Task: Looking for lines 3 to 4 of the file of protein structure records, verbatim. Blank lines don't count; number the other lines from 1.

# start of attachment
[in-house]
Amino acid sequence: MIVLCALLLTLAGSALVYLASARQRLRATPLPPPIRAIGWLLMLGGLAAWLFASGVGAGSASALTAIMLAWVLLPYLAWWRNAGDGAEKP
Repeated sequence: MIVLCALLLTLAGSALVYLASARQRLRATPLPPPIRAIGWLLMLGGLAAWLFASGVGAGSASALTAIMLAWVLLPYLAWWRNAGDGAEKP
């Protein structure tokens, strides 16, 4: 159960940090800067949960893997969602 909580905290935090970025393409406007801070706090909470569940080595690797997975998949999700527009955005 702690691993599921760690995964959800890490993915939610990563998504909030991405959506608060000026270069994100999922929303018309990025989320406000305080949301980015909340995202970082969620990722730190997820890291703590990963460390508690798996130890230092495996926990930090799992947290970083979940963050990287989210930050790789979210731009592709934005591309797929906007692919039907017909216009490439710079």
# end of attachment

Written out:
Repeated sequence: MIVLCALLLTLAGSALVYLASARQRLRATPLPPPIRAIGWLLMLGGLAAWLFASGVGAGSASALTAIMLAWVLLPYLAWWRNAGDGAEKP
């Protein structure tokens, strides 16, 4: 159960940090800067949960893997969602 909580905290935090970025393409406007801070706090909470569940080595690797997975998949999700527009955005 702690691993599921760690995964959800890490993915939610990563998504909030991405959506608060000026270069994100999922929303018309990025989320406000305080949301980015909340995202970082969620990722730190997820890291703590990963460390508690798996130890230092495996926990930090799992947290970083979940963050990287989210930050790789979210731009592709934005591309797929906007692919039907017909216009490439710079």